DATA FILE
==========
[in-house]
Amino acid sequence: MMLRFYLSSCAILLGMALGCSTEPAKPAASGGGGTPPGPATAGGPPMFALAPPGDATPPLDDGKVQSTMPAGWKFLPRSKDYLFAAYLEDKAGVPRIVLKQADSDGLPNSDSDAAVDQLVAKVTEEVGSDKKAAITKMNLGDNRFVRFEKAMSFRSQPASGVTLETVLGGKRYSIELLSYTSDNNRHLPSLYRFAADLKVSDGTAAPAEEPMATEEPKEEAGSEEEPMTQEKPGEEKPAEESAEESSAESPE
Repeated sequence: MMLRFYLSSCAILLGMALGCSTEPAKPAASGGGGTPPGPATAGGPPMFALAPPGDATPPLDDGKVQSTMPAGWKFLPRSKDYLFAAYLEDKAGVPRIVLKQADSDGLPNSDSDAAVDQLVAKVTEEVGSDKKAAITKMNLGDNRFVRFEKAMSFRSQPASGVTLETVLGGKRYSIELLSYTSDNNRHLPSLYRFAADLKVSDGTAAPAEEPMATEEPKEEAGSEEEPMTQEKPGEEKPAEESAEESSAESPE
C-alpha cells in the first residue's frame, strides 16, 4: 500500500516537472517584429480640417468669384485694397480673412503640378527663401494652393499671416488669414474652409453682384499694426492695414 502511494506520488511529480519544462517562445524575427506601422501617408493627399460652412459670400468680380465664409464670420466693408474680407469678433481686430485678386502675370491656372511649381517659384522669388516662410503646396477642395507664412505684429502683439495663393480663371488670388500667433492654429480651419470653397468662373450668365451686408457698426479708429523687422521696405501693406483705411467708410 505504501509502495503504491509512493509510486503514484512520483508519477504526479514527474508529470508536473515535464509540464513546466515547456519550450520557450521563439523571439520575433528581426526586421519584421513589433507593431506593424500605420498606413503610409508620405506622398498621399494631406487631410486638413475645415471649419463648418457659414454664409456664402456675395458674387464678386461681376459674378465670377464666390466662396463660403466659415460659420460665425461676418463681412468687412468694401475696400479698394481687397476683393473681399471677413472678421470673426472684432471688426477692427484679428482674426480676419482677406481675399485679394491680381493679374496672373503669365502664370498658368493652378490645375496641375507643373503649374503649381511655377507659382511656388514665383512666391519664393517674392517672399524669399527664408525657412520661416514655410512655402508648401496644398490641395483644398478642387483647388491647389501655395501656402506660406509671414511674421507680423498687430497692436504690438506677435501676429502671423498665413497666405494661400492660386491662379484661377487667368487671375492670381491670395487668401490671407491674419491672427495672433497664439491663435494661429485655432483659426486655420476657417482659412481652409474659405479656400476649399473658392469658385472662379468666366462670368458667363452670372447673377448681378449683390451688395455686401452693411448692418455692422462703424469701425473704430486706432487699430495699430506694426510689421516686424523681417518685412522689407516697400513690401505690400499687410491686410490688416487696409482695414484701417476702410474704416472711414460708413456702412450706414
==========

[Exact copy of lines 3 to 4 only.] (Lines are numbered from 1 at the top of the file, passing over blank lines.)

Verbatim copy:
Repeated sequence: MMLRFYLSSCAILLGMALGCSTEPAKPAASGGGGTPPGPATAGGPPMFALAPPGDATPPLDDGKVQSTMPAGWKFLPRSKDYLFAAYLEDKAGVPRIVLKQADSDGLPNSDSDAAVDQLVAKVTEEVGSDKKAAITKMNLGDNRFVRFEKAMSFRSQPASGVTLETVLGGKRYSIELLSYTSDNNRHLPSLYRFAADLKVSDGTAAPAEEPMATEEPKEEAGSEEEPMTQEKPGEEKPAEESAEESSAESPE
C-alpha cells in the first residue's frame, strides 16, 4: 500500500516537472517584429480640417468669384485694397480673412503640378527663401494652393499671416488669414474652409453682384499694426492695414 502511494506520488511529480519544462517562445524575427506601422501617408493627399460652412459670400468680380465664409464670420466693408474680407469678433481686430485678386502675370491656372511649381517659384522669388516662410503646396477642395507664412505684429502683439495663393480663371488670388500667433492654429480651419470653397468662373450668365451686408457698426479708429523687422521696405501693406483705411467708410 505504501509502495503504491509512493509510486503514484512520483508519477504526479514527474508529470508536473515535464509540464513546466515547456519550450520557450521563439523571439520575433528581426526586421519584421513589433507593431506593424500605420498606413503610409508620405506622398498621399494631406487631410486638413475645415471649419463648418457659414454664409456664402456675395458674387464678386461681376459674378465670377464666390466662396463660403466659415460659420460665425461676418463681412468687412468694401475696400479698394481687397476683393473681399471677413472678421470673426472684432471688426477692427484679428482674426480676419482677406481675399485679394491680381493679374496672373503669365502664370498658368493652378490645375496641375507643373503649374503649381511655377507659382511656388514665383512666391519664393517674392517672399524669399527664408525657412520661416514655410512655402508648401496644398490641395483644398478642387483647388491647389501655395501656402506660406509671414511674421507680423498687430497692436504690438506677435501676429502671423498665413497666405494661400492660386491662379484661377487667368487671375492670381491670395487668401490671407491674419491672427495672433497664439491663435494661429485655432483659426486655420476657417482659412481652409474659405479656400476649399473658392469658385472662379468666366462670368458667363452670372447673377448681378449683390451688395455686401452693411448692418455692422462703424469701425473704430486706432487699430495699430506694426510689421516686424523681417518685412522689407516697400513690401505690400499687410491686410490688416487696409482695414484701417476702410474704416472711414460708413456702412450706414